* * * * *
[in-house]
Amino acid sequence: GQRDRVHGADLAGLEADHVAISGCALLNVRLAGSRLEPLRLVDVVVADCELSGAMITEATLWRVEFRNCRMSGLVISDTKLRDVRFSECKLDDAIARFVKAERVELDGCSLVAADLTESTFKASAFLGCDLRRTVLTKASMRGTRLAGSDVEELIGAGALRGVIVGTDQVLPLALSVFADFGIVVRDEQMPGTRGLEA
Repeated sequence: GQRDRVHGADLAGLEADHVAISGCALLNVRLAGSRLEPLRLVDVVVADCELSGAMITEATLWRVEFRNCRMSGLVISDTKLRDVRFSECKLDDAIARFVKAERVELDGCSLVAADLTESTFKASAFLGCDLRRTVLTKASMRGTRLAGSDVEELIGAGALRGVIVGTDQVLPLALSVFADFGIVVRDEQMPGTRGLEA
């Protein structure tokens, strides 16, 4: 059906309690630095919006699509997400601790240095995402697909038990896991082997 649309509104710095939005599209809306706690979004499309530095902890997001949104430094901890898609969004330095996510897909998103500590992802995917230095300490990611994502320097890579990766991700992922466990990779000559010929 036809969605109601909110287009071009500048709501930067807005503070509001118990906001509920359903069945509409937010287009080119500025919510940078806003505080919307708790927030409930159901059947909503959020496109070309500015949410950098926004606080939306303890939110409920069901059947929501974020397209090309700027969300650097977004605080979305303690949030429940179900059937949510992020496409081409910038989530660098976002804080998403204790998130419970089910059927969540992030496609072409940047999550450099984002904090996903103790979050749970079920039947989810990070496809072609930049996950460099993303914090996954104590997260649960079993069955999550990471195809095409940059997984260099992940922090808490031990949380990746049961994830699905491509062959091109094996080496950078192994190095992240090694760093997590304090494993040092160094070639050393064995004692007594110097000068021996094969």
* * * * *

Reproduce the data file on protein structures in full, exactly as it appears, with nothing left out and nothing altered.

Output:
[in-house]
Amino acid sequence: GQRDRVHGADLAGLEADHVAISGCALLNVRLAGSRLEPLRLVDVVVADCELSGAMITEATLWRVEFRNCRMSGLVISDTKLRDVRFSECKLDDAIARFVKAERVELDGCSLVAADLTESTFKASAFLGCDLRRTVLTKASMRGTRLAGSDVEELIGAGALRGVIVGTDQVLPLALSVFADFGIVVRDEQMPGTRGLEA
Repeated sequence: GQRDRVHGADLAGLEADHVAISGCALLNVRLAGSRLEPLRLVDVVVADCELSGAMITEATLWRVEFRNCRMSGLVISDTKLRDVRFSECKLDDAIARFVKAERVELDGCSLVAADLTESTFKASAFLGCDLRRTVLTKASMRGTRLAGSDVEELIGAGALRGVIVGTDQVLPLALSVFADFGIVVRDEQMPGTRGLEA
């Protein structure tokens, strides 16, 4: 059906309690630095919006699509997400601790240095995402697909038990896991082997 649309509104710095939005599209809306706690979004499309530095902890997001949104430094901890898609969004330095996510897909998103500590992802995917230095300490990611994502320097890579990766991700992922466990990779000559010929 036809969605109601909110287009071009500048709501930067807005503070509001118990906001509920359903069945509409937010287009080119500025919510940078806003505080919307708790927030409930159901059947909503959020496109070309500015949410950098926004606080939306303890939110409920069901059947929501974020397209090309700027969300650097977004605080979305303690949030429940179900059937949510992020496409081409910038989530660098976002804080998403204790998130419970089910059927969540992030496609072409940047999550450099984002904090996903103790979050749970079920039947989810990070496809072609930049996950460099993303914090996954104590997260649960079993069955999550990471195809095409940059997984260099992940922090808490031990949380990746049961994830699905491509062959091109094996080496950078192994190095992240090694760093997590304090494993040092160094070639050393064995004692007594110097000068021996094969």